It’s 8.30 am and he’s trying to hurry his daughter out the door. She’s doing her usual morning panic – suddenly remembering that it’s Thursday and she needs her library bag. He never yells at her while she’s flapping around the house trying to find things. Instead he relishes the time to think about where he will be in less than an hour.
And that’s enough to keep him calm.
‘Come on, Dad. We’re going to be late.’
He smiles at that. As if it’s nothing to do with her. ‘Did you kiss your mum?’
‘She’s in the shower.’
He doesn’t take her hand as they cross the road. She’s too old for that now, she says. But she still expects him to carry her school bag. He doesn’t mind. He likes the feel of the little pink strap cutting into his shoulder, crumpling his suit and marking him as a parent.
When his daughter first started school he never took her in the mornings. She would nag him to, but he was already at work by the time she woke. He never knew her teachers or saw her classroom, or managed to make it to special school assemblies. And then it all changed at last year’s school picnic, and Thursday suddenly became the day he could go in late.
They walk quietly, each lost in thought. She’s wondering how to avoid doing sport. And he’s thinking about what he will say to Luke’s mother. How he will start it this week. What small talk they’ll make as they move away from the watchful eyes of the other parents.
‘I don’t feel very well.’
‘You’ll be fine.’
‘No really. I don’t.’
‘You’ll be okay.’
He speeds up a bit now. Walks faster, making her skip to keep up. He can’t have this conversation. He can’t let her think they’ll turn back. She’s always going on about feeling sick. A funny tummy. A sore throat. He’s used to it. All kids do it. He knows that. But she can’t be sick on Thursdays.
‘Dad, slow down.’
‘You’ll be late.’
‘I don’t care.’
‘Didn’t you want to show me something in class?’
‘Yeah, you did.’
She’s stopped at the edge of the road. When he turns back he can’t believe how tall she is. Even sitting down all scrunched up at the curb, she still looks almost adult size. But the pout, the lip hanging over, is pure child. He’s angry, then. Her backpack is suddenly heavy on his shoulder. He drops it and hears something crunch as it hits the ground. He paces across the road, daring a car to swipe him. When he reaches her he senses the tears that are about to start and knows he has only moments to calm her before it ends, here on this corner, and they remain trapped by a tantrum.
‘What is it, hon?’
‘You’re not listening.’
Even to him, it sounds pathetic: protesting that he’s a great father, when they both know the truth.
‘No, you’re not.’
‘I feel sick, Dad.’
‘Is it sport?’
He knows about this. He knows how wobbly she can turn on a
‘You sure? Because I spoke to your PE teacher and he said if you don’t want to learn hurdles you can just run. And you like running, don’t you?’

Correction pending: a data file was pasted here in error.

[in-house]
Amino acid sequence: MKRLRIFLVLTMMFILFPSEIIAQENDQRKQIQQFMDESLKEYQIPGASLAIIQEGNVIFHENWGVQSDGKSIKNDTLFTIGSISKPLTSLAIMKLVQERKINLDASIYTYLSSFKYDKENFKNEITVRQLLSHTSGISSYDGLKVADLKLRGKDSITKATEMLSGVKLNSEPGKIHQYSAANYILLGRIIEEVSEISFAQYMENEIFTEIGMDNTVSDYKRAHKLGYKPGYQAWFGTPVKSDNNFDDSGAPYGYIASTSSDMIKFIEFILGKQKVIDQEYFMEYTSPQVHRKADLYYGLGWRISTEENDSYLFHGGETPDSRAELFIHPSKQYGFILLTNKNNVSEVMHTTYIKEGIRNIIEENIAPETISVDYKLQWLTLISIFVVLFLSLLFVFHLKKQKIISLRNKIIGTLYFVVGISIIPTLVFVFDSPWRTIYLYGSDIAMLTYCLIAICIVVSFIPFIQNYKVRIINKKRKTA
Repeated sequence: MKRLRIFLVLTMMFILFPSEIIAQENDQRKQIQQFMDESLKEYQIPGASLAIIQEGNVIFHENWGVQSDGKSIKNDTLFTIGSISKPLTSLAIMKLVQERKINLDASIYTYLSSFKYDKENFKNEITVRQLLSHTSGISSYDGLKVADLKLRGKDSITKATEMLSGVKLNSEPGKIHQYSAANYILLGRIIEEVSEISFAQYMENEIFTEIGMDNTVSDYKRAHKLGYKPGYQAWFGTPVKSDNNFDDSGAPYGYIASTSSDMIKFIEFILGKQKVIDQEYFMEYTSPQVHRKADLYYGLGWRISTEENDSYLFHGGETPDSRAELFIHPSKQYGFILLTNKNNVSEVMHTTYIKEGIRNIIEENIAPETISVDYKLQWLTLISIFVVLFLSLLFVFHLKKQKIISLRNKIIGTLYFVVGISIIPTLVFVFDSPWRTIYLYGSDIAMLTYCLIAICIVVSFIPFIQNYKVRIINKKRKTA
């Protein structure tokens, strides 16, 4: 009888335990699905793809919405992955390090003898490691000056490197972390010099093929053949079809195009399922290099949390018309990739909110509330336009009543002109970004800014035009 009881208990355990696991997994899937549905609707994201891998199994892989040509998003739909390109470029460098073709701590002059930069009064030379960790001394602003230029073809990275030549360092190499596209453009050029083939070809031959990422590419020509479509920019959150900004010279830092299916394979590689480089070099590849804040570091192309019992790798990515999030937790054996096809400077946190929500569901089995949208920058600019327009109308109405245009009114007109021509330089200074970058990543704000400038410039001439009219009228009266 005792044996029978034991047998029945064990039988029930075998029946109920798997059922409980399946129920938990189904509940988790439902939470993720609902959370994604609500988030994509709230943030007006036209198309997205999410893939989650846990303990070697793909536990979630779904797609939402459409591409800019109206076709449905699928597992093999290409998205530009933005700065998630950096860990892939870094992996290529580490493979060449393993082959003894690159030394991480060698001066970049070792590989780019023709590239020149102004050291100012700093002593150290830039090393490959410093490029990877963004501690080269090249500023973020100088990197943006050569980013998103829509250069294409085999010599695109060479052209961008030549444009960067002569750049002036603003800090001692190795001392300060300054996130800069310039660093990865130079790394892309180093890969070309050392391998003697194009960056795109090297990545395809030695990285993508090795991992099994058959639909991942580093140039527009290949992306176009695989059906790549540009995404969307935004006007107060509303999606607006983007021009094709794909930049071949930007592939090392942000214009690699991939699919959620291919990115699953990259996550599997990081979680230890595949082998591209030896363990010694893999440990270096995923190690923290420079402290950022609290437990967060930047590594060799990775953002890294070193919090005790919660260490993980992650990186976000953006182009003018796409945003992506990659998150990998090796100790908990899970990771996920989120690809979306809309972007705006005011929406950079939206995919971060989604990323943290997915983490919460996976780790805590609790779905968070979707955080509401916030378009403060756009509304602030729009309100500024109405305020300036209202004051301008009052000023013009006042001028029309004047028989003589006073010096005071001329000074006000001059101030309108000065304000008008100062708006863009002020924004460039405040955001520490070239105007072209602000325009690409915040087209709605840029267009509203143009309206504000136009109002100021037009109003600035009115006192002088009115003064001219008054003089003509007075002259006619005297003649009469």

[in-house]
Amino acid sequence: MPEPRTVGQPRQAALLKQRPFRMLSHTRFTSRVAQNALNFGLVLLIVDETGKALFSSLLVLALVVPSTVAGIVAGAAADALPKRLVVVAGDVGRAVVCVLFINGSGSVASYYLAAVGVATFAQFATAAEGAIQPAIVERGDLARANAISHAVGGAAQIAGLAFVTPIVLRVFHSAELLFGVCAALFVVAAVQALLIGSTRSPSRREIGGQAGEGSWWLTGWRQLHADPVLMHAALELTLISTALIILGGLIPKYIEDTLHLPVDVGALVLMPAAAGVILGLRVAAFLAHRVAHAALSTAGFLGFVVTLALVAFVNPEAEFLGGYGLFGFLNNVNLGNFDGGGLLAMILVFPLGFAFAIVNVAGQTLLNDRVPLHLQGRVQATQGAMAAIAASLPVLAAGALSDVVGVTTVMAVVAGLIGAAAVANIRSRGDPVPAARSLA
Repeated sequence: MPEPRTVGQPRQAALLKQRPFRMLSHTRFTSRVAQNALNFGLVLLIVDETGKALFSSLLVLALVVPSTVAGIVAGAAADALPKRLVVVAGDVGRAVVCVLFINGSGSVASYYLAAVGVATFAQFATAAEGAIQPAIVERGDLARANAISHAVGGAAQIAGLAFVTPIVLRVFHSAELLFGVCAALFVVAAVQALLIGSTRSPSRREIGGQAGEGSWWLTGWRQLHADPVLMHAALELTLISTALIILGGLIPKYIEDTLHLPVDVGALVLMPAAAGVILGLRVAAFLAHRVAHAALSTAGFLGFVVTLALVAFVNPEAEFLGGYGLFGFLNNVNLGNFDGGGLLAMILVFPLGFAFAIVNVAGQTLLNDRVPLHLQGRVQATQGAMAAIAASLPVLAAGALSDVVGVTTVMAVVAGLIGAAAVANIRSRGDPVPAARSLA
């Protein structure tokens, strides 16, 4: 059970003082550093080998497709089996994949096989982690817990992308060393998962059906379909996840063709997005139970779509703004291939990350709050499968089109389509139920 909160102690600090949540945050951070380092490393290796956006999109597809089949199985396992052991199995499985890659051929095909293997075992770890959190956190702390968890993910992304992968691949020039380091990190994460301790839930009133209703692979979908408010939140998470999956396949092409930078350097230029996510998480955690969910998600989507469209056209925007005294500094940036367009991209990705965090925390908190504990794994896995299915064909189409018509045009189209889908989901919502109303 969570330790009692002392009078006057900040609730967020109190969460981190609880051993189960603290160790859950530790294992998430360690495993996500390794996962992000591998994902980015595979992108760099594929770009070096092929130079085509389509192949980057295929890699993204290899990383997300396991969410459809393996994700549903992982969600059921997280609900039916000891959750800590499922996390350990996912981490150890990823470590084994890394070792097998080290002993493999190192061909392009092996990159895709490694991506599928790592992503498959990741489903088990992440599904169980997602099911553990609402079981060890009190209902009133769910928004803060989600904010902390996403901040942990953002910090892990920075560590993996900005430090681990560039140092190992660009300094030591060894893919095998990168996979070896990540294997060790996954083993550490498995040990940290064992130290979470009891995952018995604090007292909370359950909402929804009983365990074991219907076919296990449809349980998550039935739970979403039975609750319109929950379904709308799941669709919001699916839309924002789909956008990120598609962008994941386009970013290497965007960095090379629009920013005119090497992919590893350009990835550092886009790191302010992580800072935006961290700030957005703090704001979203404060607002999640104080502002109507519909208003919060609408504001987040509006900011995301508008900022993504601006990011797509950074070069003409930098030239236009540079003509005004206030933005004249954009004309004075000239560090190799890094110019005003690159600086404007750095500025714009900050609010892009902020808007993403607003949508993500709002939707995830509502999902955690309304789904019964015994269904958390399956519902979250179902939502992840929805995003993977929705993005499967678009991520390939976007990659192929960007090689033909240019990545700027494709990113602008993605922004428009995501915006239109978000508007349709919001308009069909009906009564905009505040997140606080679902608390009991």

He doesn’t understand how this is happening. He sounds like he’s talking to a five-year-old not a nine-year-old. In six months, she’ll be double digits.
‘It’s not sport. I just feel sick.’
‘Okay. Well let’s keep walking, because we’re already on our way and when we get to school we can go to the sick bay.’
He reaches for her hand now, grabbing it so she can’t change her mind, and he leads her across the road as though she’s elderly.
‘Dad? Did you like school?’
‘Yeah. I liked my friends. I liked playing footy. Reading. And art.’
‘It’s not that bad, is it?’
‘No. It’s okay.’
He’s still holding her hand. It’s sticky, like it was when she was a baby. He lets go, embarrassed. She doesn’t seem to notice. He doesn’t know much about his daughter anymore. None of the fathers seem to know much about their children now. He used to know things. He remembers when his wife was in hospital for a month and he had to do everything. Make lunch. Take the library books back. Sign forms. Organise play dates. And he was shocked that he could do it all and that it wasn’t actually beyond him. But that was years ago. Now he has trouble keeping up with teachers’ names, and her friendships, and what she likes and doesn’t. They talk sometimes. But it’s different. She asks questions and he reassures. And he’s not even sure he does that very well.
‘Why don’t you like sport?’
‘I don’t know.’
‘But it’s fun.’
‘No it’s not.’
‘But you get to be outside.’
‘I never get picked.’
Now he’s angry with her again. He knows she doesn’t get picked because she doesn’t try. She doesn’t care. It’s not important to her to run fast or jump high or throw a ball through a hoop. It’s all beneath her. And the other kids must sense it, so they don’t pick her and it’s her own fault. He would never have picked her at school either. He would have picked the kids who were hungry for it. The same way he now picks his staff.
‘Maybe you should try harder.’
‘Yeah. I do, Dad. I’m just not good at it.’
‘You can be if you try.’ He sees her face then and wonders if he’s gone too far. ‘Sorry.’
‘That’s okay, Dad. You’re probably right.’
‘No, I’m not. I’m not right. If you don’t like sport, you don’t like sport. That’s okay.’
People are always commenting to him about how agreeable his daughter is. How pleasant she is. What good manners she has. It used to make him proud. But now it worries him. She never argues. Never complains about things she does or doesn’t have. Sometimes he tries to push her into a fight, but she never bites, and he wonders what’s missing. He wonders how he created someone so compliant.
‘I really don’t feel well.’
‘But we’re almost there. See?’
They turn the final corner. The roundabout parents fret over when they first start letting their children ride to school alone. His wife wants him to consider letting their daughter walk herself to school. But he can’t. If he does that then he has no legitimate reason to arrive at school on Thursdays. And he likes meeting Luke’s mother there, at the school gate, just as the bell rings. They can pretend they are saying hello, and then the other parents leave and they’re alone. And they can walk off toward the tram stop, but then, suddenly turn down the lane behind her house, to the little gate there.